Pakke Tiger Reserve lies in the foothills of the Eastern Himalaya in the East Kameng district of Arunachal Pradesh. Pakke is bounded by the Kameng river in the west and the Pakke river in the east. The Nameri Tiger Reserve is contiguous with Pakke and runs along the south. The north is bounded by the Papu river and high mountain ranges. Pakke is surrounded by key protected areas which include the Doimara Reserve Forest, Papum Reserve Forest, Sessa Orchid Sanctuary and Eaglenest Wildlife Sanctuary – all falling within the Eastern Himalaya Biodiversity Hotspot. The area is rugged and mountainous with peak altitude at 2,000 meters (6,600 ft) metres above msl .The total area under the sanctuary is roughly 862 square kilometers.
Pakke falls in the Eastern Himalayan province of the Himalayan bio-geographic zone and is situated at the junction of the Palaearctic and Indo-Malayan zoogeographic realms. The ecoregion is characterized by wide gradients in elevation and high rainfall resulting in a variety of forest types, which is home to a rich mix of plant and animal life, and is a biodiversity hotspot.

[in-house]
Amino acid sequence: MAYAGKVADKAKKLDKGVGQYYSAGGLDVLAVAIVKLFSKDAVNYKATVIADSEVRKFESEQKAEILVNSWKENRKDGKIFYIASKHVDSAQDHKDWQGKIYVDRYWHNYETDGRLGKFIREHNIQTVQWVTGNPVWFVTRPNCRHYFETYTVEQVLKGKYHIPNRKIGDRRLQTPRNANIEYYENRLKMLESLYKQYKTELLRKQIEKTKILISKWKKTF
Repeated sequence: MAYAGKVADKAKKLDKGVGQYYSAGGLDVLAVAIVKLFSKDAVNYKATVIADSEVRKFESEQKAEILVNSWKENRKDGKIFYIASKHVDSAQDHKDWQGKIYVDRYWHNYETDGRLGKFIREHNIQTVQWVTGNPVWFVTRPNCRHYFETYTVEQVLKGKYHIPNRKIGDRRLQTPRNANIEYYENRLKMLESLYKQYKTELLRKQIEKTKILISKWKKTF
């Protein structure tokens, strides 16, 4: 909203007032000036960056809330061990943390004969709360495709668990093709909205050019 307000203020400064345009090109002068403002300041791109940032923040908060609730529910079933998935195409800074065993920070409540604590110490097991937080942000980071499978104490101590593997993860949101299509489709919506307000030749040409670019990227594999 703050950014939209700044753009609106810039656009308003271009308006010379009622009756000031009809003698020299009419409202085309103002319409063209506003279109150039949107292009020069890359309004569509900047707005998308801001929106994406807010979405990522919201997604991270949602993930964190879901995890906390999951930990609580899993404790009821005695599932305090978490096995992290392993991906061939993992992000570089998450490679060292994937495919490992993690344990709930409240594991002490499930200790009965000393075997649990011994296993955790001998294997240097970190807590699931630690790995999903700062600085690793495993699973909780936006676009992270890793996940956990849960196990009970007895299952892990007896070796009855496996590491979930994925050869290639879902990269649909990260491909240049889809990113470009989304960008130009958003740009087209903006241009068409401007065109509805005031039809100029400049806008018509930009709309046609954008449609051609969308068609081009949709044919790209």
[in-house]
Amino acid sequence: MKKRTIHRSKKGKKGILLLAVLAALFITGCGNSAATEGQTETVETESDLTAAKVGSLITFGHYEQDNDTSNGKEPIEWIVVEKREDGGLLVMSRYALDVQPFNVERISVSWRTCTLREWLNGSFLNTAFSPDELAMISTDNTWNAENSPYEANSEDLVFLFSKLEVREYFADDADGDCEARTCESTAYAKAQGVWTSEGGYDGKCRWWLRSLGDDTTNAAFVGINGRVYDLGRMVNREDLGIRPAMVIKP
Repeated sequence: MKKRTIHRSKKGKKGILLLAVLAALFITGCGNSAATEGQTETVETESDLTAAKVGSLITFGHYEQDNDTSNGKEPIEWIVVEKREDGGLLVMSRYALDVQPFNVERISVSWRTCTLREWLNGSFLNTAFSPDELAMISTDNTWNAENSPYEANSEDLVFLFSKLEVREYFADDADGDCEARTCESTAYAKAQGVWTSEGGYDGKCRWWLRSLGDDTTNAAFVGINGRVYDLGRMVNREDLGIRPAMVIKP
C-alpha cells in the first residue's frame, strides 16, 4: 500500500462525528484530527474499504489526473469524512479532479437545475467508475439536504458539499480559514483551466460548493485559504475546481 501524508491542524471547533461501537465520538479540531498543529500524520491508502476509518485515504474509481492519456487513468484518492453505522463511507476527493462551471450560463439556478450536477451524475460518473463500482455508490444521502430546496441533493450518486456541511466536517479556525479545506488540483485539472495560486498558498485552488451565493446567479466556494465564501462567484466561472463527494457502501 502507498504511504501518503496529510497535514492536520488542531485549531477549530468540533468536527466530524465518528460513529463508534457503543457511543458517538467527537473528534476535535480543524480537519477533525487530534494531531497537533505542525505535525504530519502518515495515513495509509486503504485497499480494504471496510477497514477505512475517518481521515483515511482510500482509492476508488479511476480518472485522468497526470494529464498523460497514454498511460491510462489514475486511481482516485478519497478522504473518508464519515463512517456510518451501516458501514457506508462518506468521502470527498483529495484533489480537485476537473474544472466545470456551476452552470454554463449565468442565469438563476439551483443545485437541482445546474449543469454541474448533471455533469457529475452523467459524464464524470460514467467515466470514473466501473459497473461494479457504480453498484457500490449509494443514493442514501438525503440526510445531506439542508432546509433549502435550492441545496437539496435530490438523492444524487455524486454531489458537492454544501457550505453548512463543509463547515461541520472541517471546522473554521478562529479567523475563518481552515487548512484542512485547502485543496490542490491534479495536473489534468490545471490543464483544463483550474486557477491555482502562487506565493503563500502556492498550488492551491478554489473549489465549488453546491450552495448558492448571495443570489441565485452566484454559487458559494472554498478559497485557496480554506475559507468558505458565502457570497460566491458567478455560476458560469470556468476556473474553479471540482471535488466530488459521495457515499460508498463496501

The area is covered with lowland semi-evergreen, evergreen forest and Eastern Himalayan broadleaf forests. According to Champion and Seth (1968), forest types include Assam valley tropical semi evergreen forests, Sub Himalayan light alluvial semi evergreen forests, Eastern Hollock Forests, Upper Assam valley tropical evergreen forests, Tropical riverine forests and Secondary moist bamboo tracts.
These forests are characterized by the following species: Terminalia myriocarpa, Ailanthus excelsa, Duabanga grandiflora, Canarium resiniferum, Trewia nudiflora, Tetrameles nudiflora, Sterculia villosa, Macropanax dispermus, Syzygium macrocarpum, Garcinia indica, Quercus lamellosa, Castanopsis indica, Phoebe goalparensis, Amora wallichii, Ailanthus grandis, Pterospermum acerifolium, Dillenia indica, Artocarpus chaplasha, Bischofia javanica, Albizia procera and Bombax ceiba.
Bamboo species include Dendrocalamus hamiltonii, Bambusa pallida and pseudostachym species.